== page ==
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Clinical Features, Diagnosis and Treatment Outcomes of Cushing's Disease In Children: a Multicenter Study

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  • Chief Cushie



Since Cushing's disease (CD) is less common in the paediatric age group than in adults, data on this subject are relatively limited in children. Herein, we aim to share the clinical, diagnostic and therapeutic features of paediatric CD cases.


National, multicenter and retrospective study.


All centres were asked to complete a form including questions regarding initial complaints, physical examination findings, diagnostic tests, treatment modalities and follow-up data of the children with CD between December 2015 and March 2017.


Diagnostic tests of CD and tumour size.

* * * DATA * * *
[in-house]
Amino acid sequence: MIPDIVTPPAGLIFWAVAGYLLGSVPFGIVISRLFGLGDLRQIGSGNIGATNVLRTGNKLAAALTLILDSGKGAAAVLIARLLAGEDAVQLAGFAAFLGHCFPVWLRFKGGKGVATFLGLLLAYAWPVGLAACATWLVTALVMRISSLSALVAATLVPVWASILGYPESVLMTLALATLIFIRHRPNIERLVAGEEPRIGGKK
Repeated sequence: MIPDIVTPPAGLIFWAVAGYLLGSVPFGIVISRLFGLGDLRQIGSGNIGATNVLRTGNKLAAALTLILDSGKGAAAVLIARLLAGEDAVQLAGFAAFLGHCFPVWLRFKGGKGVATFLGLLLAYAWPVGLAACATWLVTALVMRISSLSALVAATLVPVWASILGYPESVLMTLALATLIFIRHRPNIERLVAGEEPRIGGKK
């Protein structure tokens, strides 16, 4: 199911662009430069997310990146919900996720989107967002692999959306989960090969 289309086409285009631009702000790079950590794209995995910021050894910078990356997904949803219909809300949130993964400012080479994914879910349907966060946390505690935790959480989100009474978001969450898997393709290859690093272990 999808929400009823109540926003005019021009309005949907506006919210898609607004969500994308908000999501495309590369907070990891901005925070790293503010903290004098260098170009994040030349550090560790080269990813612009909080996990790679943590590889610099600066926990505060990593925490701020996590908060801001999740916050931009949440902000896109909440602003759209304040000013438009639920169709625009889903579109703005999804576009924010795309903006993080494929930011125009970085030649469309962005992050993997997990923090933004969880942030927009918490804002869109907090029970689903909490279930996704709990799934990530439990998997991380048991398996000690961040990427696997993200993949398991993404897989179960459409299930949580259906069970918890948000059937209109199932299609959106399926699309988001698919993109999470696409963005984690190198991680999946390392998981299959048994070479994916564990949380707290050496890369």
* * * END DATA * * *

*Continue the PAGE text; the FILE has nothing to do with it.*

Thirty-four patients (M:F = 16:18) from 15 tertiary centres were enrolled. The most frequent complaint and physical examination finding were rapid weight gain, and round face with plethora, respectively. Late-night serum cortisol level was the most sensitive test for the diagnosis of hypercortisolism and morning adrenocorticotropic hormone (ACTH) level to demonstrate the pituitary origin (100% and 96.8%, respectively). Adenoma was detected on magnetic resonance imaging (MRI) in 70.5% of the patients. Transsphenoidal adenomectomy (TSA) was the most preferred treatment (78.1%). At follow-up, 6 (24%) of the patients who underwent TSA were reoperated due to recurrence or surgical failure.


Herein, national data of the clinical experience on paediatric CD have been presented. Our findings highlight that presenting complaints may be subtle in children, the sensitivities of the diagnostic tests are very variable and require a careful interpretation, and MRI fails to detect adenoma in approximately one-third of cases. Finally, clinicians should be aware of the recurrence of the disease during the follow-up after surgery.

From https://onlinelibrary.wiley.com/doi/10.1111/cen.14980

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